On table: phased resumption of suburban train services
The railways are looking to resume suburban services with “10 to 15 per cent” of the local trains that ran before the Covid pandemic, officials said after a meeting with state government representatives at Nabanna on Monday.
The state government said the trains could run with 50 per cent of the capacity.
The meeting did not yield any clarity on how to control passenger access at the porous suburban stations — the main challenge in resuming services.
“The state government has to work out the modalities of how to run trains by maintaining Covid-19 protocols. We will run trains according to those modalities,” said a railway official.
Another meeting — to finalise the crowd control modalities, number of trains, routes and time table — has been scheduled for Thursday.
“We are planning to run 10 to 15 per cent of the usual number of trains to start with. The number can go up to 25 per cent,” said the principal chief operations manager of Eastern Railway.
On a normal working day, the Sealdah suburban section sees 915 trains and the Howrah suburban section 460 trains, he said. The Sealdah section saw over 20 lakh passengers daily and the Howrah section over 10 lakh passengers.
Bengal’s chief secretary, Alapan Bandopadhyay, cautioned that resumption of trains in the wake of the pandemic was a “very sensitive trade-off”.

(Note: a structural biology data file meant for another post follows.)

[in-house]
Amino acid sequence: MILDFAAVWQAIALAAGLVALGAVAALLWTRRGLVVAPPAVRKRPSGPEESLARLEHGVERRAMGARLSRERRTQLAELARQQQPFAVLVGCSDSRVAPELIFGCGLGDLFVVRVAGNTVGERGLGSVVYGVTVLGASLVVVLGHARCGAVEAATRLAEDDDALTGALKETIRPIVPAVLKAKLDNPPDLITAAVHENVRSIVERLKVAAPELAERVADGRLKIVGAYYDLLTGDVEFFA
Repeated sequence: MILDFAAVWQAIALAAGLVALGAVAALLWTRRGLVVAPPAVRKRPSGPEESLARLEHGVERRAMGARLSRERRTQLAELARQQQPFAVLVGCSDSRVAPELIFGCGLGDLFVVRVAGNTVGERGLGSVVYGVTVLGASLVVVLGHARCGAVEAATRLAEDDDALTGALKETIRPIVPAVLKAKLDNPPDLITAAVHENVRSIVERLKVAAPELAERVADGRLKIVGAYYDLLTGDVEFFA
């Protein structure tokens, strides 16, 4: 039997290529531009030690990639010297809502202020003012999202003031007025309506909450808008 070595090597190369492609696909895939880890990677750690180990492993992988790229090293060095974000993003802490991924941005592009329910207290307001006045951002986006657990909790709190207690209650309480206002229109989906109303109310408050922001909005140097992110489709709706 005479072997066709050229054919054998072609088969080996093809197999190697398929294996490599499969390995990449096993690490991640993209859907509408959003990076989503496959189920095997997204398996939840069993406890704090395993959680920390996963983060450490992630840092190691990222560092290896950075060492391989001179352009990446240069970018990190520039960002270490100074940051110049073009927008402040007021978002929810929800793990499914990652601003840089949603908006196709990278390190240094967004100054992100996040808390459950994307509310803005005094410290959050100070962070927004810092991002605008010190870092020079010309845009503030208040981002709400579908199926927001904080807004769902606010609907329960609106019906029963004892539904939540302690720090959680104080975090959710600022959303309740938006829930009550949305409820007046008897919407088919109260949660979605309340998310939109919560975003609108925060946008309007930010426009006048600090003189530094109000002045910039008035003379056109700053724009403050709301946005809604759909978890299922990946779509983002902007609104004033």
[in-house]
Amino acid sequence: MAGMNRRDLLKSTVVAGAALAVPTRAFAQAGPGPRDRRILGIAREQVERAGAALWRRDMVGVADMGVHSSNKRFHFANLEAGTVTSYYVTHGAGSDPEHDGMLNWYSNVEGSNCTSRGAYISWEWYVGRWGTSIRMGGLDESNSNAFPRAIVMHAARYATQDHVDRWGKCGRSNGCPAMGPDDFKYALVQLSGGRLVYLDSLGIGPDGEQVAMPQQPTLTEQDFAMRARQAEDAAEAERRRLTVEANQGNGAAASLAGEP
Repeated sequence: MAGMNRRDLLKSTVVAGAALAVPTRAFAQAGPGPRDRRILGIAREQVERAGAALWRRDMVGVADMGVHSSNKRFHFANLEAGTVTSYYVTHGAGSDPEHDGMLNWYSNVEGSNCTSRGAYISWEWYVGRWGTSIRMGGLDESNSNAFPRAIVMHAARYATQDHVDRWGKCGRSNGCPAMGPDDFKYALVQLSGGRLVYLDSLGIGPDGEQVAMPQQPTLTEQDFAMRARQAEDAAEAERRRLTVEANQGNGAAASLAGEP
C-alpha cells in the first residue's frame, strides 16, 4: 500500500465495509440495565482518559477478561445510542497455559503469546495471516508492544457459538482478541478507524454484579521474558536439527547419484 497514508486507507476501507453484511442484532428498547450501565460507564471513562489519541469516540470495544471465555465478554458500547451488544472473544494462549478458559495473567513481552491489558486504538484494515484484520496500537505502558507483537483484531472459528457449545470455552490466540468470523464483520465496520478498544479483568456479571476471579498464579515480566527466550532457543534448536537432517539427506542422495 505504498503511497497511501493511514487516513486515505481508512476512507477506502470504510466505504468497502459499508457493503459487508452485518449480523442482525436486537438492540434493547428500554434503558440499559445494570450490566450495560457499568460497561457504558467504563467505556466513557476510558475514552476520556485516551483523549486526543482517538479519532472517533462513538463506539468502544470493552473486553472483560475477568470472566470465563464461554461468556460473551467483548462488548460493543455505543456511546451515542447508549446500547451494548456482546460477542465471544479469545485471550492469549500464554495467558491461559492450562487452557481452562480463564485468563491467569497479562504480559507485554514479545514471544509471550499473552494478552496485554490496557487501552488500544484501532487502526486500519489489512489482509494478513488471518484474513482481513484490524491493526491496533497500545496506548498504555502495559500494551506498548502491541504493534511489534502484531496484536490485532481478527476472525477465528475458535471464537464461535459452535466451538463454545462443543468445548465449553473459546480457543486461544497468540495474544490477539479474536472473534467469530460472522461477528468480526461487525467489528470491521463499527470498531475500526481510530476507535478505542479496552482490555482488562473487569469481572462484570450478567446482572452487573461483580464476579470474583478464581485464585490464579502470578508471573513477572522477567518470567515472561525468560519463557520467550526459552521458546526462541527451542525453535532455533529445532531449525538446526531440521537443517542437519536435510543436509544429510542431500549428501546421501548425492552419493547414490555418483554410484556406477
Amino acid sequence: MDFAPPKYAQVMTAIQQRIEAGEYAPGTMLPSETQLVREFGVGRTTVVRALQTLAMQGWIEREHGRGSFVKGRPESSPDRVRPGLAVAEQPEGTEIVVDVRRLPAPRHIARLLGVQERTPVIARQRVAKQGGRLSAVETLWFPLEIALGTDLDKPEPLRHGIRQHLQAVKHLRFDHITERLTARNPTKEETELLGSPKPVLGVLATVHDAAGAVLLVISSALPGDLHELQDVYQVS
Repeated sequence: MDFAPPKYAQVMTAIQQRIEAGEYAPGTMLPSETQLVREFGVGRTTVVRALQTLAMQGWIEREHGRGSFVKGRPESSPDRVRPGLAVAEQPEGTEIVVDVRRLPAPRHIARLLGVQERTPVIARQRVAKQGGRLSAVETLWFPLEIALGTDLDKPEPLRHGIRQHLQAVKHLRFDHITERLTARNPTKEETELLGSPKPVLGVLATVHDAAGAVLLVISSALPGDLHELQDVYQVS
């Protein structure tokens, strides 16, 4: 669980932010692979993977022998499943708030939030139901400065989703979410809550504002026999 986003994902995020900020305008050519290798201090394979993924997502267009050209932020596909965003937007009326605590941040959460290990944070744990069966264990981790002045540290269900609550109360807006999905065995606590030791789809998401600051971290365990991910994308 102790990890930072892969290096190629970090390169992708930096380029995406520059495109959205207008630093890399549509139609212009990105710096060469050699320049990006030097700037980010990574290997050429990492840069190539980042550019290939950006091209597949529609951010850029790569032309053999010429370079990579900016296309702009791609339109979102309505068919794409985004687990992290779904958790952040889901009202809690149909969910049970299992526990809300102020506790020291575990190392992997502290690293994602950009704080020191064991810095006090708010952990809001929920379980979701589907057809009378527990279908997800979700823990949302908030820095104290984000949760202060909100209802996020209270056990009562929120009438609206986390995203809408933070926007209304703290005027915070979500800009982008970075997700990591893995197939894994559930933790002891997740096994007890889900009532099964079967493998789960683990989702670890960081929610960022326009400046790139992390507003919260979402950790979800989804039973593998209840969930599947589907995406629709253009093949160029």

“Any resumption of metropolitan suburban railway service is bound to have an impact on public health…. So, the railways have been requested to accord primacy to public health protocols, physical distancing norms, social hygiene norms, mask norms, thermal scanning norms etc. Within that ambit, what is to be done to keep the passengers and society practicably safe, is a very delicate exercise,” said Bandopadhyay.
The initial plan is to run trains with 50 per cent seating capacity, said Bandopadhyay. But railway officials said reducing the number of trains or seating capacity would not be of any use unless there was a way to control the number of passengers.
The chief secretary hinted that the government was not in favour of introducing an e-pass system for boarding suburban trains, like the one implemented by Metro Railway. “If an e-pass system is introduced, it may leave many people in the suburbs and rural areas in trouble,” the chief secretary added.
“We had a fruitful and cordial meeting. The nitty gritties will be worked out in the next meeting,” said Aneet Dulat, the additional general manager of Eastern Railway.